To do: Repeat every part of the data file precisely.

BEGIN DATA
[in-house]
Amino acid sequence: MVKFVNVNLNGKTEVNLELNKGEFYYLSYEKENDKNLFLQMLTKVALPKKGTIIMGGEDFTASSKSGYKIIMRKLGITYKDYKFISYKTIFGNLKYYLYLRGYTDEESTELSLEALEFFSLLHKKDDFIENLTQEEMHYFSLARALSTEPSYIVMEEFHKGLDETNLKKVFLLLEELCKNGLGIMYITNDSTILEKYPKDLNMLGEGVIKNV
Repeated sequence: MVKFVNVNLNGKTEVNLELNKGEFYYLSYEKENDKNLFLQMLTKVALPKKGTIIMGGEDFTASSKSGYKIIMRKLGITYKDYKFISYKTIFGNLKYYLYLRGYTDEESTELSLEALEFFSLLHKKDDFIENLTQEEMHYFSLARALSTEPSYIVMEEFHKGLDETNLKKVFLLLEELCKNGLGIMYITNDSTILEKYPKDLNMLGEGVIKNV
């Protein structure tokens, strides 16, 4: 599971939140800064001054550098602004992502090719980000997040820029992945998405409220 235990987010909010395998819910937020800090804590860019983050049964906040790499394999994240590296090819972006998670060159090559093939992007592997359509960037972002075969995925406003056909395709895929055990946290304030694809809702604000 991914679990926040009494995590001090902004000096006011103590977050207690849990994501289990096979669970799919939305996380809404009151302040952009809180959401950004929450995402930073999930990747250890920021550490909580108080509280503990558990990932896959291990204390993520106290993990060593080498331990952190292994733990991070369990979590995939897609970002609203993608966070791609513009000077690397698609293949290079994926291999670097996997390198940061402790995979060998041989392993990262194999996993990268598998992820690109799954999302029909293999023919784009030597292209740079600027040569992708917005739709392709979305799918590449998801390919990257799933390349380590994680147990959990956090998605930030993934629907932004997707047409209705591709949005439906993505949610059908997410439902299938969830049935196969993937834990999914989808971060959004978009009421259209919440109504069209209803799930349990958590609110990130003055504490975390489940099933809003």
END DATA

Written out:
[in-house]
Amino acid sequence: MVKFVNVNLNGKTEVNLELNKGEFYYLSYEKENDKNLFLQMLTKVALPKKGTIIMGGEDFTASSKSGYKIIMRKLGITYKDYKFISYKTIFGNLKYYLYLRGYTDEESTELSLEALEFFSLLHKKDDFIENLTQEEMHYFSLARALSTEPSYIVMEEFHKGLDETNLKKVFLLLEELCKNGLGIMYITNDSTILEKYPKDLNMLGEGVIKNV
Repeated sequence: MVKFVNVNLNGKTEVNLELNKGEFYYLSYEKENDKNLFLQMLTKVALPKKGTIIMGGEDFTASSKSGYKIIMRKLGITYKDYKFISYKTIFGNLKYYLYLRGYTDEESTELSLEALEFFSLLHKKDDFIENLTQEEMHYFSLARALSTEPSYIVMEEFHKGLDETNLKKVFLLLEELCKNGLGIMYITNDSTILEKYPKDLNMLGEGVIKNV
């Protein structure tokens, strides 16, 4: 599971939140800064001054550098602004992502090719980000997040820029992945998405409220 235990987010909010395998819910937020800090804590860019983050049964906040790499394999994240590296090819972006998670060159090559093939992007592997359509960037972002075969995925406003056909395709895929055990946290304030694809809702604000 991914679990926040009494995590001090902004000096006011103590977050207690849990994501289990096979669970799919939305996380809404009151302040952009809180959401950004929450995402930073999930990747250890920021550490909580108080509280503990558990990932896959291990204390993520106290993990060593080498331990952190292994733990991070369990979590995939897609970002609203993608966070791609513009000077690397698609293949290079994926291999670097996997390198940061402790995979060998041989392993990262194999996993990268598998992820690109799954999302029909293999023919784009030597292209740079600027040569992708917005739709392709979305799918590449998801390919990257799933390349380590994680147990959990956090998605930030993934629907932004997707047409209705591709949005439906993505949610059908997410439902299938969830049935196969993937834990999914989808971060959004978009009421259209919440109504069209209803799930349990958590609110990130003055504490975390489940099933809003």